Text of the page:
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Carlos Dunlap enters 2013 as a play-maker, but the question will be quarterback sacks

One could argue that Carlos Dunlap is poised for a breakout season. How can he when he's already a play-maker?


When Yahoo! Sports released their AFC breakthrough players, you can only imagine my pause that Brandon Ghee was labeled Cincinnati's breakthrough player. Don't get me wrong. There's an optimistic belief that if he can avoid the villainous injury that lurks in the shadows, Ghee should be a reliable contributor on a cornerback roster that's loaded with talent.

But the problem for Ghee, even if he stays healthy, is going to be playing time. Leon Hall and Terence Newman are expected to start. Adam Jones, a recent benefactor of a three-year deal worth $5.35 million, will play nickel. Dre Kirkpatrick is coming off an injury and, for the sake of discussion, is a red-shirt freshman. It's possible that Ghee and Kirkpatrick jockey for position but our perspective fails to identify Ghee's prospects in 2013 as a breakout threat. And all things being equal, the Bengals will probably favor Kirkpatrick, one of the team's first-round picks in 2012.

Fishing rod in hand, we lower the "breakout hook" into the pool of potential breakout players. In virtually every discussion, thought, and examination, we're routinely drawn to Carlos Dunlap.

And that's ridiculous.


Dunlap should already be categorized as a play-maker, an immediate threat that impacts the outcome. With 30 percent of his quarterback sacks coming in the fourth quarter, one could even call him the closer.

Look at the resume last season.

Dunlap earned AFC Defensive Player of the Week in week 13 against the San Diego Chargers, recording two quarterback sacks that directly led to fumbles. Dunlap also generated a pass deflection, a season-high five tackles and an additional four quarterback pressures. Overall, he led the Bengals with four forced fumbles in 2012, scored a touchdown on an interception return, and posted five tackles-for-loss. If you combine his four forced fumbles and three recoveries, Dunlap has three more forced fumbles and recoveries combined than the player with the second-most on the team last season. And that's not even including the fumble return for touchdown that scored from 2011.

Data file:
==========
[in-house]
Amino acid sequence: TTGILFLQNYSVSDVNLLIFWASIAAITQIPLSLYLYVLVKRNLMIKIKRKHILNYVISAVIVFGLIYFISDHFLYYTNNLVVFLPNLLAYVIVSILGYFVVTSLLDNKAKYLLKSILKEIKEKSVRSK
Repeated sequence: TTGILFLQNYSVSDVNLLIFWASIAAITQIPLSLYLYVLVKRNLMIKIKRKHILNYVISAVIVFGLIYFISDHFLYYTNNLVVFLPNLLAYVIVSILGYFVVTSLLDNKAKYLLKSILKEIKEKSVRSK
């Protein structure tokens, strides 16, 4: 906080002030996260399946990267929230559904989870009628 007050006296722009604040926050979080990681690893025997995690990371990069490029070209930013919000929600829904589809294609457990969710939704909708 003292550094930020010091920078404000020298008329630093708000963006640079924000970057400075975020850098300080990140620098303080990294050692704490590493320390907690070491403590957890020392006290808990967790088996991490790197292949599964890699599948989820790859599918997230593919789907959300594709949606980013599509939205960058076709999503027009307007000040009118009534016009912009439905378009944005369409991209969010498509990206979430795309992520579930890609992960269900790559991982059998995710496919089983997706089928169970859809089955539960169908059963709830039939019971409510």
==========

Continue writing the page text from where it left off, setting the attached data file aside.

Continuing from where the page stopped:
Generating 9.5 quarterback sacks during his rookie season in 2010, Dunlap edges closer to superstar status every season. Even with his sack numbers down (10.5 sacks in the past two seasons), his quarterback pressures and hits are constant. In the past two years, Dunlap has generated 100 quarterback pressures on a combined 726 pass rushes. Let's compare those numbers.

Games Rushes Total Pressures Sacks* QB Hits* QB Hurries*
Carlos Dunlap 26 726 100 10 27 63
Geno Atkins 32 1,045 135 25 29 81
Michael Johnson 32 997 83 20 14 49
* According to Pro Football Focus

And that's the rub.

Quarterback sacks.

Generating an impact as a pass rusher leads to problematic results for opposing quarterbacks. It forces a throw before the receiver's route is ready. A good pass rush also encourages pocket abandonment, indiscriminate panic, and the reliance of leg-speed, which isn't a strength among most quarterbacks in the NFL.

Yet because there are those that find comfort in chaos, the failure to complete the play with a quarterback sack open opportunities against the defense. It may even lead to bigger gains because the extended play allows receivers time and improvisation to shed their defenders.

So where does one draw the line between pressure and a quarterback sack? Sure, 10.5 sacks in the past two seasons feels below par. Or is it above par? Whatever. Dunlap has still generated at least a shared sack in 17 of 38 career games (44.7 percent) -- just below the defensive line benchmark set by Geno Atkins (47.9 percent). Atkins, a two-time Pro Bowler and one-time First-Team All-Pro defensive tackle, routinely laps Dunlap's numbers, but that's more consistent with most players in the NFL. So the comparison is poor.

The injuries haven't helped.


Dunlap missed four games 2011 with a hamstring that he injured against the Tennessee Titans. It was his second sack late in the fourth quarter that sealed Cincinnati's win. A preseason knee injury forced him to miss the first two games last season, bringing his games missed (due to injury) to eight in three seasons -- he missed an additional two games in 2010 because he was a game-day inactive, but not related to an injury.

Breakout player in 2013? Hardly. He's already a playmaker. A closer. He creates turnovers with a hawkish wingspan and a powerful rush. Eventually, the sack numbers will come. And when they do, we're not talking about a breakout player. We're talking about an all-star.